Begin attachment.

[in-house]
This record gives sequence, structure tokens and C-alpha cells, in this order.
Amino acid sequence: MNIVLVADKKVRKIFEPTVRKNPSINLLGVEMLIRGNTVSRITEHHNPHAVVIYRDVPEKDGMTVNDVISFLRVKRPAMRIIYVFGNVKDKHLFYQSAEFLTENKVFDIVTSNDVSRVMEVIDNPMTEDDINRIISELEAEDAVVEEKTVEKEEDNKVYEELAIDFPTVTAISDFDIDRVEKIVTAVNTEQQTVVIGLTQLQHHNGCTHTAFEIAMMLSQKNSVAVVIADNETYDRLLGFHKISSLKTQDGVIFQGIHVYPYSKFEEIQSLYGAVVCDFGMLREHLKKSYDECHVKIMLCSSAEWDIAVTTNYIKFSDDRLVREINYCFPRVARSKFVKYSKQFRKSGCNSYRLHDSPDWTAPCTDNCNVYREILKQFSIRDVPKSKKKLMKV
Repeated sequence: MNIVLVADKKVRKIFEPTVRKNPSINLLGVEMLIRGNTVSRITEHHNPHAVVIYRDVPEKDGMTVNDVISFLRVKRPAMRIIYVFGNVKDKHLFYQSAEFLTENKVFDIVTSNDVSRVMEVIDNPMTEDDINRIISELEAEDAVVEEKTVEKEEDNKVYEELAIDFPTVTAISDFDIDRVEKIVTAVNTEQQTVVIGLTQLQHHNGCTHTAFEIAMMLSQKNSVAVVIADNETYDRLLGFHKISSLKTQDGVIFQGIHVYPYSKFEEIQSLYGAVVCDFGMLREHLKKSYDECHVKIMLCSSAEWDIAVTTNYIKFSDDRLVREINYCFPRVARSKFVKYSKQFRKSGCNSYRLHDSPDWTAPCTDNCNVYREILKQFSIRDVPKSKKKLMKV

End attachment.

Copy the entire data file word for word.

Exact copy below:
[in-house]
This record gives sequence, structure tokens and C-alpha cells, in this order.
Amino acid sequence: MNIVLVADKKVRKIFEPTVRKNPSINLLGVEMLIRGNTVSRITEHHNPHAVVIYRDVPEKDGMTVNDVISFLRVKRPAMRIIYVFGNVKDKHLFYQSAEFLTENKVFDIVTSNDVSRVMEVIDNPMTEDDINRIISELEAEDAVVEEKTVEKEEDNKVYEELAIDFPTVTAISDFDIDRVEKIVTAVNTEQQTVVIGLTQLQHHNGCTHTAFEIAMMLSQKNSVAVVIADNETYDRLLGFHKISSLKTQDGVIFQGIHVYPYSKFEEIQSLYGAVVCDFGMLREHLKKSYDECHVKIMLCSSAEWDIAVTTNYIKFSDDRLVREINYCFPRVARSKFVKYSKQFRKSGCNSYRLHDSPDWTAPCTDNCNVYREILKQFSIRDVPKSKKKLMKV
Repeated sequence: MNIVLVADKKVRKIFEPTVRKNPSINLLGVEMLIRGNTVSRITEHHNPHAVVIYRDVPEKDGMTVNDVISFLRVKRPAMRIIYVFGNVKDKHLFYQSAEFLTENKVFDIVTSNDVSRVMEVIDNPMTEDDINRIISELEAEDAVVEEKTVEKEEDNKVYEELAIDFPTVTAISDFDIDRVEKIVTAVNTEQQTVVIGLTQLQHHNGCTHTAFEIAMMLSQKNSVAVVIADNETYDRLLGFHKISSLKTQDGVIFQGIHVYPYSKFEEIQSLYGAVVCDFGMLREHLKKSYDECHVKIMLCSSAEWDIAVTTNYIKFSDDRLVREINYCFPRVARSKFVKYSKQFRKSGCNSYRLHDSPDWTAPCTDNCNVYREILKQFSIRDVPKSKKKLMKV